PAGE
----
Make taking personal time a priority for yourself and your team this holiday season. Three leaders share strategies
How UAB CIO made revenue-generation IT's job
Curt Carver aligned his IT organization with three money-making areas of the university – and it's paying off
Colleges and universities primarily make money in three ways: through recruiting and retaining students; through donations; and through the highly-competitive process of winning grants.
Our IT team at the University of Alabama Birmingham is laser-focused on supporting each of these three revenue-generating principles, and we do so by partnering with faculty and students to understand their experiences, whiteboarding potential solutions, and then developing strategies to optimize it.
[ What do IT leaders who succeed at driving revenue have in common? See our related article, Two strengths of revenue-generating IT teams: Speed and talent ]
Here’s a closer look at our approach to these three areas.
Attracting and retaining students
Every university wants to attract more students and encourage them to stay until they graduate. We’ve optimized a number of processes to make UAB a more attractive option for both prospective and current students.
One way we’ve done this for prospective students is by streamlining the campus visit process. Previously, prospective students were required to slog through a 17-step process that included entering in various pieces of information that the university would never need or use, making the entire process incredibly difficult. Today, the process takes just two steps and requires only basic information, such as your name, how many people are visiting, and the day and time you’d like to come.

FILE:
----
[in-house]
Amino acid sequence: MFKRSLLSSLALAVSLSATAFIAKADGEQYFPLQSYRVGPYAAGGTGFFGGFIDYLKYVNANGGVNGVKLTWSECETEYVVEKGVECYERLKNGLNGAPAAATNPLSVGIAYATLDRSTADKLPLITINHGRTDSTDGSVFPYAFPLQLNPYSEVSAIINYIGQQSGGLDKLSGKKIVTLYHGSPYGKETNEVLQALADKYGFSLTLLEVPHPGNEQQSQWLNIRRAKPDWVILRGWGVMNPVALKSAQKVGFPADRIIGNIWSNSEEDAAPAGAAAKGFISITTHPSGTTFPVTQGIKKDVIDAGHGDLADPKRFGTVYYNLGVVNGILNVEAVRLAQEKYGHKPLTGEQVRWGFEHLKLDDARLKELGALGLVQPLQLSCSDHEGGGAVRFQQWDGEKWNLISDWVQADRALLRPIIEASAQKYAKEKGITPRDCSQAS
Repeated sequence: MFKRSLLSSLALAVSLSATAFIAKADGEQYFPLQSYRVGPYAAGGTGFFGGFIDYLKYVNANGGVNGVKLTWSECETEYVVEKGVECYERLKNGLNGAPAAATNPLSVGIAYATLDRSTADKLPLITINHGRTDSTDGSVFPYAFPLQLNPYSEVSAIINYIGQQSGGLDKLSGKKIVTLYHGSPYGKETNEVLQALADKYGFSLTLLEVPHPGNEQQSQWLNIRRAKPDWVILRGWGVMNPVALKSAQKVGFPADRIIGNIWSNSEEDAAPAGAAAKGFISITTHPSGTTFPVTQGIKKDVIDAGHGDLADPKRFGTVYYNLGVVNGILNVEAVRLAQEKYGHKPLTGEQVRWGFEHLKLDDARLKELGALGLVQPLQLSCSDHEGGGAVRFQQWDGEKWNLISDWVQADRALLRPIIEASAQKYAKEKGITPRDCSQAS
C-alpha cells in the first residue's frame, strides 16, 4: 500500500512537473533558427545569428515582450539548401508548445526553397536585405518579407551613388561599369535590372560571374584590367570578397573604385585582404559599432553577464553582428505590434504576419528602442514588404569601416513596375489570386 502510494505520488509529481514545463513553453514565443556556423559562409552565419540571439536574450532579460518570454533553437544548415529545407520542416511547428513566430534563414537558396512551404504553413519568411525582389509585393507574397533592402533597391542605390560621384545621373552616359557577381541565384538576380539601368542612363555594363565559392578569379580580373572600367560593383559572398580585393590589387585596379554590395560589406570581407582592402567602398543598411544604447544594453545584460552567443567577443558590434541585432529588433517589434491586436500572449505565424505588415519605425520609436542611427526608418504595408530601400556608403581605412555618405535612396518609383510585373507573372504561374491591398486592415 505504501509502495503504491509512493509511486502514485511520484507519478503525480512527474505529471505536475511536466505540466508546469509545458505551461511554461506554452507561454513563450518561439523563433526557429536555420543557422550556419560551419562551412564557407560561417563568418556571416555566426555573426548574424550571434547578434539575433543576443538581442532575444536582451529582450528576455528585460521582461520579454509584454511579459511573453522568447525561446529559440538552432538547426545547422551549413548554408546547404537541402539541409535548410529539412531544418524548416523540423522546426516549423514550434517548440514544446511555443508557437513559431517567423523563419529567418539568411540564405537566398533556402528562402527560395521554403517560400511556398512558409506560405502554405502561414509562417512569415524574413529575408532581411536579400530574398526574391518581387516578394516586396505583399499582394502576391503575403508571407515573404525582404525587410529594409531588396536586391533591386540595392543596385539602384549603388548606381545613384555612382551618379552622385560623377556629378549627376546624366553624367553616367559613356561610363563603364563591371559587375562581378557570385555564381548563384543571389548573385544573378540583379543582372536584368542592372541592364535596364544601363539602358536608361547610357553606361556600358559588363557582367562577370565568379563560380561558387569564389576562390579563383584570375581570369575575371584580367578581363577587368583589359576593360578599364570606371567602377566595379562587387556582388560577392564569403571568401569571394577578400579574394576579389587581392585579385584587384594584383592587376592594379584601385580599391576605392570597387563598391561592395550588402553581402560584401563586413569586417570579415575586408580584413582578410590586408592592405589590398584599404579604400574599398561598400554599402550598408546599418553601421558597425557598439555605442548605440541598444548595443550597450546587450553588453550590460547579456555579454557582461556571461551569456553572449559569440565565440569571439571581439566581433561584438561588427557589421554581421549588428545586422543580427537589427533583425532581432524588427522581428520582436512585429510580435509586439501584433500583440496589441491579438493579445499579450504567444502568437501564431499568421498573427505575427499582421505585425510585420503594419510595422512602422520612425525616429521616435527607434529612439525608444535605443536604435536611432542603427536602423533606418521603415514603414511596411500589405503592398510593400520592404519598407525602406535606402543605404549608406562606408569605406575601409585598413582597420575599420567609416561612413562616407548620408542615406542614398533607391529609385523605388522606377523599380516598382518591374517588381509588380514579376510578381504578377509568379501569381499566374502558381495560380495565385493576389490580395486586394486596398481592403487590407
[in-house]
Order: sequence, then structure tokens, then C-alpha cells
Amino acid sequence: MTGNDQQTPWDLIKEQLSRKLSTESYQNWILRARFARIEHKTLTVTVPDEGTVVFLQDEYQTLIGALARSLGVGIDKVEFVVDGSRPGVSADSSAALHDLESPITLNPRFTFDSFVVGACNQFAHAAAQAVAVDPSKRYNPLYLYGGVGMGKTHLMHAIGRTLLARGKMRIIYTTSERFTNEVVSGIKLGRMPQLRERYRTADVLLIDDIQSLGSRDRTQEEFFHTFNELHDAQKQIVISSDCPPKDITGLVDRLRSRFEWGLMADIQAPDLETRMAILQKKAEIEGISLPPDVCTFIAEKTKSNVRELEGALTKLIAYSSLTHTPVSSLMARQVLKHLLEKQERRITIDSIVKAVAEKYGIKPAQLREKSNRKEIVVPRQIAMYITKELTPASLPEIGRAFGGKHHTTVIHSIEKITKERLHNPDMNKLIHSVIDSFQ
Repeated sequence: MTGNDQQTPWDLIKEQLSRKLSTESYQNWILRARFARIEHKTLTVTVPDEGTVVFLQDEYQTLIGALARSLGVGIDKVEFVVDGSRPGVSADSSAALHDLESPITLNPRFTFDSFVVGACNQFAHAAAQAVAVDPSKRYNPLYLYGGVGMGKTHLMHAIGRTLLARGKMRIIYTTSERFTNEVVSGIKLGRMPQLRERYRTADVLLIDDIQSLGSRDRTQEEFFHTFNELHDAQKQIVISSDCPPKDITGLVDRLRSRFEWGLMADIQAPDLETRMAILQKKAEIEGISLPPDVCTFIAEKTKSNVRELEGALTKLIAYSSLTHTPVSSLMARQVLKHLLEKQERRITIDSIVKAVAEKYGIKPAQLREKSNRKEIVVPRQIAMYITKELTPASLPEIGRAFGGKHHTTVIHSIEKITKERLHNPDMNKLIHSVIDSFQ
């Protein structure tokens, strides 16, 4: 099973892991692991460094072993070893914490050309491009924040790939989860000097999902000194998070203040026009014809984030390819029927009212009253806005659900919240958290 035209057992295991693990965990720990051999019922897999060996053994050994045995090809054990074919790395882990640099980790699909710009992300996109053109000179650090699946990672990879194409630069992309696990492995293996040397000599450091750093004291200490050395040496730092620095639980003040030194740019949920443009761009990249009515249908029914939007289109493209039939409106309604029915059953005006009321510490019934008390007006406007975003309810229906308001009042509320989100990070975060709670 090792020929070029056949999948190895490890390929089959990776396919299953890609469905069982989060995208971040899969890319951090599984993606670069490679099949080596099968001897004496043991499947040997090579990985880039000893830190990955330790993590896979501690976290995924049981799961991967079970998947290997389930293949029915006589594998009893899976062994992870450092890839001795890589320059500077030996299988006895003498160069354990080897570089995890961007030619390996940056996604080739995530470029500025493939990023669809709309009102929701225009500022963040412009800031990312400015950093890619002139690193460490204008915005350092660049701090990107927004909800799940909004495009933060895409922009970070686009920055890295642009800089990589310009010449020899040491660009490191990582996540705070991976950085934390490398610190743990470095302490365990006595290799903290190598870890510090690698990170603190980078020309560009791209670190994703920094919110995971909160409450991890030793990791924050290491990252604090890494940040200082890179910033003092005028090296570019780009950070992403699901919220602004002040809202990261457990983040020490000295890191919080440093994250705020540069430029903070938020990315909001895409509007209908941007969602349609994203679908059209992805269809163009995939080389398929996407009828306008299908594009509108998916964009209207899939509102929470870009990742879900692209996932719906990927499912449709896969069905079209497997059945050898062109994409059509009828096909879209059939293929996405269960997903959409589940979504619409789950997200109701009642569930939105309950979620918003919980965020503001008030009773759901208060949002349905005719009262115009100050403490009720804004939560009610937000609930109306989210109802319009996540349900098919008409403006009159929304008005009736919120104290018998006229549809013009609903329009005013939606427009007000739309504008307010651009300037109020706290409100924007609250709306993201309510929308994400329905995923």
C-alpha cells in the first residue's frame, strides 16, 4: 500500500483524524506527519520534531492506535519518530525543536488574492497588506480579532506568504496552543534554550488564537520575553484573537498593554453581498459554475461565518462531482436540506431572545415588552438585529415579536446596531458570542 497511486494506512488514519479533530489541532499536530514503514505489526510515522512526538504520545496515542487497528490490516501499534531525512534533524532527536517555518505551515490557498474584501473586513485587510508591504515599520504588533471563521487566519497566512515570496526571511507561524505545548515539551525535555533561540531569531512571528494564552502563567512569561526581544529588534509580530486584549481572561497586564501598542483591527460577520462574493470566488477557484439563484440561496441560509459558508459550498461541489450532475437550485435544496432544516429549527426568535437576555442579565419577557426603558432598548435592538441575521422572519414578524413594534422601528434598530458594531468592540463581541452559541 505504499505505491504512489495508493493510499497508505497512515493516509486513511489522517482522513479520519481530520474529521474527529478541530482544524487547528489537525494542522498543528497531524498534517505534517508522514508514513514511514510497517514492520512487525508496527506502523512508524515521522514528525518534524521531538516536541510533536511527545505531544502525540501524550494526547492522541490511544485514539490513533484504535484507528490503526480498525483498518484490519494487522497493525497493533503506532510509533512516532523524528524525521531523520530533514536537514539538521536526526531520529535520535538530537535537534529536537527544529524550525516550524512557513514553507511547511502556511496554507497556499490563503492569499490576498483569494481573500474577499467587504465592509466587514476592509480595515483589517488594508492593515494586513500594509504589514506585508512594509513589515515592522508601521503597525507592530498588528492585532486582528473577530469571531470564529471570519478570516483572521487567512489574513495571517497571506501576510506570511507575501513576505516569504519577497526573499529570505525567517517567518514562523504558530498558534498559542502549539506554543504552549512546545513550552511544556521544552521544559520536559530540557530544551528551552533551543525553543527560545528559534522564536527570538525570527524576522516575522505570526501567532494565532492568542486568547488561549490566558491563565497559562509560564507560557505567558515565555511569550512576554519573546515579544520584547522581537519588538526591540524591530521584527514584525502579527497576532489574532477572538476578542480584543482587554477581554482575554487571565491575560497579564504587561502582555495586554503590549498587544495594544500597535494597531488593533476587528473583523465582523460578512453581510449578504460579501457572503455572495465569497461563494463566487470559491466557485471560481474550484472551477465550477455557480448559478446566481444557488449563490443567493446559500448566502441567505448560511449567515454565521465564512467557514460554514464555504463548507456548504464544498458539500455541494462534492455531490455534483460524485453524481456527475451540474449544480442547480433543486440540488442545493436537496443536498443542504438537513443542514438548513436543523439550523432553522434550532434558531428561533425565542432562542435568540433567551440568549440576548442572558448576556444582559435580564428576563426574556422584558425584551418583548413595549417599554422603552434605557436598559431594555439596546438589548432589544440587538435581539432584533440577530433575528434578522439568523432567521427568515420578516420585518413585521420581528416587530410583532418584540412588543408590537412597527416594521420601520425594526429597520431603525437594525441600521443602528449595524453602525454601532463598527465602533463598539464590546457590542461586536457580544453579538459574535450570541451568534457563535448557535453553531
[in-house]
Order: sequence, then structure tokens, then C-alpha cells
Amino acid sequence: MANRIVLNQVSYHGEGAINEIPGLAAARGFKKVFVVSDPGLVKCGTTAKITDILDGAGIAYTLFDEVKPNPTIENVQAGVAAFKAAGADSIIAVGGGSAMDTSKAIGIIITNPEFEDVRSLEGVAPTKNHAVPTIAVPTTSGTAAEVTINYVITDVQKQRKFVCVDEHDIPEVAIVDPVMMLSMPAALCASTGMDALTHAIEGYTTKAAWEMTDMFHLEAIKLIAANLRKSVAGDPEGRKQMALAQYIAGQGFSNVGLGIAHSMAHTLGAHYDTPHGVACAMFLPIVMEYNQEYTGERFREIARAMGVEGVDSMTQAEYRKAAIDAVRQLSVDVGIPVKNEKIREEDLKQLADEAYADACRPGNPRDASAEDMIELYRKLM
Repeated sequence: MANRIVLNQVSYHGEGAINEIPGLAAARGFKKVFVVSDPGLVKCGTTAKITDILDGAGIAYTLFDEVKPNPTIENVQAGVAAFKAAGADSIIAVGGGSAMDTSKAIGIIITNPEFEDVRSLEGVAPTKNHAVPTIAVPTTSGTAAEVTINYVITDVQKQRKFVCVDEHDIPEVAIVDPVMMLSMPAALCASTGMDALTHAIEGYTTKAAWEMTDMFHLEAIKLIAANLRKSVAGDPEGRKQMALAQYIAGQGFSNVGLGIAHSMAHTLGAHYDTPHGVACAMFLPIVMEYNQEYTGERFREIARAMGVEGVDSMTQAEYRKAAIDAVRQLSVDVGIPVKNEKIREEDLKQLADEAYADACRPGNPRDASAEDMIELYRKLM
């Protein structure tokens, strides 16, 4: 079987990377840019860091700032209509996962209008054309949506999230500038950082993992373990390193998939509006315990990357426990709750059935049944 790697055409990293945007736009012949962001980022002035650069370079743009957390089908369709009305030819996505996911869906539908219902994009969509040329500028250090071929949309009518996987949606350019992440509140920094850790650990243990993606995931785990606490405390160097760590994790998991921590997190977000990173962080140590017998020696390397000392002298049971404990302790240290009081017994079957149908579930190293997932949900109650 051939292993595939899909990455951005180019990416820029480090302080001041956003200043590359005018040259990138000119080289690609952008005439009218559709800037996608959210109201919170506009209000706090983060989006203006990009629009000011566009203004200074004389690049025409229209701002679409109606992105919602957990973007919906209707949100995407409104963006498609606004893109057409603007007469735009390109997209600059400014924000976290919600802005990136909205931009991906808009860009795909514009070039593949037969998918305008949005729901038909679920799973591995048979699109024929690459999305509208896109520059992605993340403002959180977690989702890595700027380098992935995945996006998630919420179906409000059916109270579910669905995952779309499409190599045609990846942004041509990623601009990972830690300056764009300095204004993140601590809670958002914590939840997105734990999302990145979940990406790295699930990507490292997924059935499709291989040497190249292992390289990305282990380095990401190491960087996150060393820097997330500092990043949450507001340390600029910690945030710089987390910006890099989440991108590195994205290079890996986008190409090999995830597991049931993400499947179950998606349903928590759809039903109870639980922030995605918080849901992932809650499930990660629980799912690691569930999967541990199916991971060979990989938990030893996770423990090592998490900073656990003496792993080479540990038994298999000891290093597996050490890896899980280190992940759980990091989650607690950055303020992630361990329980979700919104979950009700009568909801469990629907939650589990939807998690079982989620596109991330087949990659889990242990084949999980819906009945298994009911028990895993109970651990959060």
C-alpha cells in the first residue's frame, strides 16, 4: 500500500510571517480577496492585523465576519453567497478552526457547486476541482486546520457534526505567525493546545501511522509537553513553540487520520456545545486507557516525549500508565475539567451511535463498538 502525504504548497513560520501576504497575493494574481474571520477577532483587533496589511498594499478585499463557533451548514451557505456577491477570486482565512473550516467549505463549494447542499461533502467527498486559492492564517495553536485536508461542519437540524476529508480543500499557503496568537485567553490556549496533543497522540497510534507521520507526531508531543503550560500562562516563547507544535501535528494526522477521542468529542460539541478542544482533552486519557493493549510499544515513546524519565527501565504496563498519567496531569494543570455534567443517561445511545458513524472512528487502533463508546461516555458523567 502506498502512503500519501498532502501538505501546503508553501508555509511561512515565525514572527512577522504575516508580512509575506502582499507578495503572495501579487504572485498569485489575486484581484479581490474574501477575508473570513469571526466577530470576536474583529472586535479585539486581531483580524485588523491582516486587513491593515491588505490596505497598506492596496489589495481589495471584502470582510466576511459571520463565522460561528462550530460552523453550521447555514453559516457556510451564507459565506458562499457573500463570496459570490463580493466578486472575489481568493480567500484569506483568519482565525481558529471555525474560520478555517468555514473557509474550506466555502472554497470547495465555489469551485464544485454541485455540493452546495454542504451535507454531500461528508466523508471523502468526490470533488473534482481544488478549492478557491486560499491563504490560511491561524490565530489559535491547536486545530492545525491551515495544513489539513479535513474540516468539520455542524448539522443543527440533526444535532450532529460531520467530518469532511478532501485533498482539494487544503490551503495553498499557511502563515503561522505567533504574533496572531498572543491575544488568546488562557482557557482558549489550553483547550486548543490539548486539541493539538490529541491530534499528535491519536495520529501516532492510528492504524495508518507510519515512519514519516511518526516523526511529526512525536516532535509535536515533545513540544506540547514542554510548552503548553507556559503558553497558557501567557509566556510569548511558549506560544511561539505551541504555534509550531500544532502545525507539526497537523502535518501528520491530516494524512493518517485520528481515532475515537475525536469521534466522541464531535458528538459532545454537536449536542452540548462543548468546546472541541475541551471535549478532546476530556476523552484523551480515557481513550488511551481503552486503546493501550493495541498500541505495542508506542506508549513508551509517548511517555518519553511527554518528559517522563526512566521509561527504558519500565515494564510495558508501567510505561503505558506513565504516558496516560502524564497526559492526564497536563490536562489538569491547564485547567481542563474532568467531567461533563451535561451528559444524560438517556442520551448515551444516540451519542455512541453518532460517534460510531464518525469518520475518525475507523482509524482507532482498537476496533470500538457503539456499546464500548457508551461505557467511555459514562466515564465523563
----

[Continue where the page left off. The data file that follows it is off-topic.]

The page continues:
The second initiative for prospective students involved the application process. Previously, we required prospective students to create an ID and password, which many 17-year-olds ultimately forgot. When they weren’t able to access their account they’d get frustrated and apply elsewhere.
The username piece of the application process wasn’t all that necessary; we just needed a way to identify an applicant. Instead, we allowed you to log in through social media accounts, or apply as a guest.
We also made the application adaptive so it worked on mobile devices, and we optimized the back end so prospective students would receive a decision more quickly. These small, nuanced initiatives had a big impact on attracting students: Our enrollment has increased by 1,000 students over the last two years.
We also made some changes to streamline processes and add value for current students. One example of this is in scheduling classes. Students used to copy and paste class information into an Excel spreadsheet in order to build their schedule, so we automated it. We also added wait lists for classes so administration knew which ones were full and holding students back.
Finally, we built intelligent agents that actively engage students on behalf of the faculty in instances when they don’t attend class, do well on an exam, or do poorly on an exam, for example.